Google+ = social networking fatigue+

06 Jul

I’m in the midst of that most dreaded of events, the summertime cold, so I’m afraid today’s post will be brief, scrawled in between long, fitful sleeps as it is.

If there’s a plus to being laid out, it’s that I’ve finally had a chance to do some playing around with Google+, the new social networking feature from the search engine company. It’s probably safe to say the tech press is mostly ga-ga over Google+ but, in my continuing effort to be a contrarian, I say: meh.

Sure, Google+ has some great features. As my friend Mathew Ingram wrote a few days ago over at GigaOm, Google’s effort is commendable for its “circle” and “stream” features, which allow users to follow and communicate with specific groups of people. It’s a nice touch that boosts privacy – you don’t have to share photos of your drunken exploits with co-workers, for example.

As PC World points out, perhaps the biggest plus to Google+ is that it’s not Facebook. Truth is, it does a bunch of stuff better than Facebook, like the aforementioned privacy issue. Google+ is also considerably more open to the rest of the web than its main rival, which is sure to attract fans of that sort of thing.

I’m a big user of Google’s other services – Gmail, Google Docs, Maps, Android, etc. – so I’m looking forward to seeing how those will presumably be integrated into Google+. In the meantime, though, I can’t really see a reason to use it. It doesn’t really do anything for me that I’m not already finding elsewhere.

That’s Google’s biggest hurdle to making its effort a success – can the company really convince people to use yet another social network? It doesn’t matter if it’s better, there are likely many, many people – myself included – who just can’t be bothered with another profile and site to keep track of. I’ve already got Facebook, Twitter, YouTube and LinkedIn to maintain, I really don’t need any more social networking.

Of course, the other way Google+ can succeed is if Facebook collapses, which I’m fairly certain will happen. Until then, or until Google really gives me a reason to use its new service, I’m going to be rather nonplussed about Google+.


Posted by on July 6, 2011 in Facebook, Google


4 responses to “Google+ = social networking fatigue+

  1. Daniel Friesen

    July 6, 2011 at 12:24 am

    There is one interesting way that Google+ may attract people. Google+ allows users to include people not on Google+ and share things with them, as a result Google+ will share the stuff with that user via e-mail, allowing people outside of Google+ into it without going and jumping in on their own. Naturally as you’d expect the sharing e-mails to, they’ll include some plus related info and likely a way to actually jump into plus.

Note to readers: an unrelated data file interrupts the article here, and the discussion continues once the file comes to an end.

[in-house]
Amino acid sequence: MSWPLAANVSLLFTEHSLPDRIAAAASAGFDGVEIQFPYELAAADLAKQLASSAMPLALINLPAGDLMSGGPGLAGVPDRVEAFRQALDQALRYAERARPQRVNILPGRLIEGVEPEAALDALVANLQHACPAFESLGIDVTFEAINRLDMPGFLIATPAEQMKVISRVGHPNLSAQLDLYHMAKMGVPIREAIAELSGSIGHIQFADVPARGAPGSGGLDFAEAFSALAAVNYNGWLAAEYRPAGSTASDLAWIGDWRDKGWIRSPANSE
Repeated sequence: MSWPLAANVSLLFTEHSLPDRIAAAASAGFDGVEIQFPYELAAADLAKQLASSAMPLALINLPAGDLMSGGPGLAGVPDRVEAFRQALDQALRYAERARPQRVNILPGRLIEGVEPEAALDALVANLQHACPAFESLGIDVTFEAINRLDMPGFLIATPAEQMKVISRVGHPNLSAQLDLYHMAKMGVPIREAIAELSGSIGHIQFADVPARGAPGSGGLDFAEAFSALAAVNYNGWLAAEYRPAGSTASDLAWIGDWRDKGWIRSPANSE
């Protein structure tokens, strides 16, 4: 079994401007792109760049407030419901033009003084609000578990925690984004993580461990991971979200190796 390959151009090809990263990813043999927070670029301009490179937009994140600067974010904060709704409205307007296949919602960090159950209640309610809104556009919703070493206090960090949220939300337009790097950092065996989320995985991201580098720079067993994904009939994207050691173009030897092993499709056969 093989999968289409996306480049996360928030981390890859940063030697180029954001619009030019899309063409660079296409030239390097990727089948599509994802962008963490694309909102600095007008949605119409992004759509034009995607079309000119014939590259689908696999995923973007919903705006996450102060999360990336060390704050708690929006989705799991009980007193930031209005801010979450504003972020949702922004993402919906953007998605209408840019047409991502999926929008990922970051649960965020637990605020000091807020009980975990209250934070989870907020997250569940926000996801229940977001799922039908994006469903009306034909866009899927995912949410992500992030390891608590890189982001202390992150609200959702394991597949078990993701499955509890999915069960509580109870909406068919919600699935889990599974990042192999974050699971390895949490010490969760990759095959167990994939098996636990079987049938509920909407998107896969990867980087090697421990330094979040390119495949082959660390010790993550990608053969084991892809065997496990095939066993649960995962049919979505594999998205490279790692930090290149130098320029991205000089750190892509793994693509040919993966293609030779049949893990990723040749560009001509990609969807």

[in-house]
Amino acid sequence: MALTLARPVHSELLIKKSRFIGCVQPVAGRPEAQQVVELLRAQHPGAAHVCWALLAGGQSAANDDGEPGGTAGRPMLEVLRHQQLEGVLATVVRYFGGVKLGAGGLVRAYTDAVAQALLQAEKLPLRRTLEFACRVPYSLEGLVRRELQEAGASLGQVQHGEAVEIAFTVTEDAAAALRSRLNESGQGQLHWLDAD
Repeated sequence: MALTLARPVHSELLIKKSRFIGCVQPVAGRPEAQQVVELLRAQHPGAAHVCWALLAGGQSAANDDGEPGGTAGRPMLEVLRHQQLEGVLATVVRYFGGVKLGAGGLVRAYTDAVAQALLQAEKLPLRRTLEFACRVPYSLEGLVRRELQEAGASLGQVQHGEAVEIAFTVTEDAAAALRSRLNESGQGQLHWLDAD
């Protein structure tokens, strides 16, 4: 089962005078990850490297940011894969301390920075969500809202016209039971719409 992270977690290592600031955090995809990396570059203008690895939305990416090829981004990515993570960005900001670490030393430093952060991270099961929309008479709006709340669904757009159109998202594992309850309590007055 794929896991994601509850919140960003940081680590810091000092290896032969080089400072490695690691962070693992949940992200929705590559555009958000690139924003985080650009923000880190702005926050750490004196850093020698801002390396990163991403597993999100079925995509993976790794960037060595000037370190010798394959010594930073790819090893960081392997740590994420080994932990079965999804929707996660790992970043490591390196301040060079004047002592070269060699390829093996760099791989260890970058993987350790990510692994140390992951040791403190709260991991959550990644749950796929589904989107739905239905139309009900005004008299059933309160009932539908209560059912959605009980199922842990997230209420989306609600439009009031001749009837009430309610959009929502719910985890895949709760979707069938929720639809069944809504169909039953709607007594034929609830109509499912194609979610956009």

In other words, even if you don’t jump into and seek out plus on your own, if someone you know is on plus and decides to share something with you you could end up dragged into Google+ without jumping in yourself.

    The only publicity attempt I think they failed at was the black bar. I can understand the idea of inverting the white bar to bring attention to it and plus. The problem is that they did it too early. Plus is still only in beta it’s not available to everyone and the bar doesn’t have any plus branding especially when you’re not logged in. As a result the initial shock of white going to black is simply going to confuse people (since they don’t know that plus exists), and by the time that plus is public the effect of the black bar is going to wear off and it’s not going to draw people into plus. They should have waited for plus to go public before they put the black bar on every google site, and they should have included a “Google+” with a link to a plus homepage with info about it in the upper left. Probably a dim “Google+” image that has a link like which gets colorized when you hover over it.

  2. russellmcormond

    July 6, 2011 at 10:16 am

    I’m waiting patiently for my invite. I don’t like the 1980’s BBS style of Facebook, and hope people will decide to move elsewhere. Twitter is fine, but then again Twitter can easily be added to Buzz anyway — so no real competing issues there.

    Wish the Facebook inbox was universal, as that would allow me to just reply to all the Facebook junk via my Gmail and share things via Google+ to go to Facebook folks. That way I wouldn’t have to ever log into Facebook again, and yet Facebook people could interact with me.

  3. Marc Venot

    July 6, 2011 at 12:55 pm

    I wish that you compare and maybe link with the another domain of ICQ, Yahoo messenger and Adium (etc..)

  4. Yuv

    July 8, 2011 at 2:05 am

    The issue I have with “social” networks is not what is shared with other humans in my network which is more or less under control, depending on the (dys)functionality of the tool; but the information that is “volunteered” to operators and advertisers. Their objective is only thinly veiled: take advantage of human instincts to get access to our credit cards.

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